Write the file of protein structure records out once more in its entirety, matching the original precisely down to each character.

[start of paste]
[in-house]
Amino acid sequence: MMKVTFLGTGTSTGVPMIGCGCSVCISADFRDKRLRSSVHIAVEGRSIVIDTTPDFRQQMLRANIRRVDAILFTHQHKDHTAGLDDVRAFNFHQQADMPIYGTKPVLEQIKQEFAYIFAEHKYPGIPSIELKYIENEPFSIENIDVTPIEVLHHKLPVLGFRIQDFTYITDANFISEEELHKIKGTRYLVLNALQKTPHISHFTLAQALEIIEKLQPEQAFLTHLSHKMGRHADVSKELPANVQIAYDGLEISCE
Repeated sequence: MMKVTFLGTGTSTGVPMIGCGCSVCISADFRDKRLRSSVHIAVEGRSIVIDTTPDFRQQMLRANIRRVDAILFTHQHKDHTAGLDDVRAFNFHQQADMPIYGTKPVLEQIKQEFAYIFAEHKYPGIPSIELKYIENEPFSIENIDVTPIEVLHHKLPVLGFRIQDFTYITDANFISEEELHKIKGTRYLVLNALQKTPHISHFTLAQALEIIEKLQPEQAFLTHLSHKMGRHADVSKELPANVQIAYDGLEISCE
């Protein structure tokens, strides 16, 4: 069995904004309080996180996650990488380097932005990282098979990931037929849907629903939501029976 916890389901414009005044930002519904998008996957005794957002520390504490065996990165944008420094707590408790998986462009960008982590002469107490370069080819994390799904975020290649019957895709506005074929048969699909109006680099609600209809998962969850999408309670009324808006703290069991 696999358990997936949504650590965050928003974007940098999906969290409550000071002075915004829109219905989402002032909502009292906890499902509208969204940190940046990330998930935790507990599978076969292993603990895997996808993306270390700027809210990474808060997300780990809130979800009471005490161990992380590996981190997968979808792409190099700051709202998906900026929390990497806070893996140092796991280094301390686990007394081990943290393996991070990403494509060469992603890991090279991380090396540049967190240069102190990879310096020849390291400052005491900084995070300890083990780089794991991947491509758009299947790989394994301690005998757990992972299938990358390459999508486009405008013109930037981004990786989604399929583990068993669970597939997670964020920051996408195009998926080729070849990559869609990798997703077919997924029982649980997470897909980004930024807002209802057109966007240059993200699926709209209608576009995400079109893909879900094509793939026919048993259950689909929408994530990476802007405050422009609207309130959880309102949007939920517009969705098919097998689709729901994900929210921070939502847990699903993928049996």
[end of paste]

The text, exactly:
[in-house]
Amino acid sequence: MMKVTFLGTGTSTGVPMIGCGCSVCISADFRDKRLRSSVHIAVEGRSIVIDTTPDFRQQMLRANIRRVDAILFTHQHKDHTAGLDDVRAFNFHQQADMPIYGTKPVLEQIKQEFAYIFAEHKYPGIPSIELKYIENEPFSIENIDVTPIEVLHHKLPVLGFRIQDFTYITDANFISEEELHKIKGTRYLVLNALQKTPHISHFTLAQALEIIEKLQPEQAFLTHLSHKMGRHADVSKELPANVQIAYDGLEISCE
Repeated sequence: MMKVTFLGTGTSTGVPMIGCGCSVCISADFRDKRLRSSVHIAVEGRSIVIDTTPDFRQQMLRANIRRVDAILFTHQHKDHTAGLDDVRAFNFHQQADMPIYGTKPVLEQIKQEFAYIFAEHKYPGIPSIELKYIENEPFSIENIDVTPIEVLHHKLPVLGFRIQDFTYITDANFISEEELHKIKGTRYLVLNALQKTPHISHFTLAQALEIIEKLQPEQAFLTHLSHKMGRHADVSKELPANVQIAYDGLEISCE
């Protein structure tokens, strides 16, 4: 069995904004309080996180996650990488380097932005990282098979990931037929849907629903939501029976 916890389901414009005044930002519904998008996957005794957002520390504490065996990165944008420094707590408790998986462009960008982590002469107490370069080819994390799904975020290649019957895709506005074929048969699909109006680099609600209809998962969850999408309670009324808006703290069991 696999358990997936949504650590965050928003974007940098999906969290409550000071002075915004829109219905989402002032909502009292906890499902509208969204940190940046990330998930935790507990599978076969292993603990895997996808993306270390700027809210990474808060997300780990809130979800009471005490161990992380590996981190997968979808792409190099700051709202998906900026929390990497806070893996140092796991280094301390686990007394081990943290393996991070990403494509060469992603890991090279991380090396540049967190240069102190990879310096020849390291400052005491900084995070300890083990780089794991991947491509758009299947790989394994301690005998757990992972299938990358390459999508486009405008013109930037981004990786989604399929583990068993669970597939997670964020920051996408195009998926080729070849990559869609990798997703077919997924029982649980997470897909980004930024807002209802057109966007240059993200699926709209209608576009995400079109893909879900094509793939026919048993259950689909929408994530990476802007405050422009609207309130959880309102949007939920517009969705098919097998689709729901994900929210921070939502847990699903993928049996």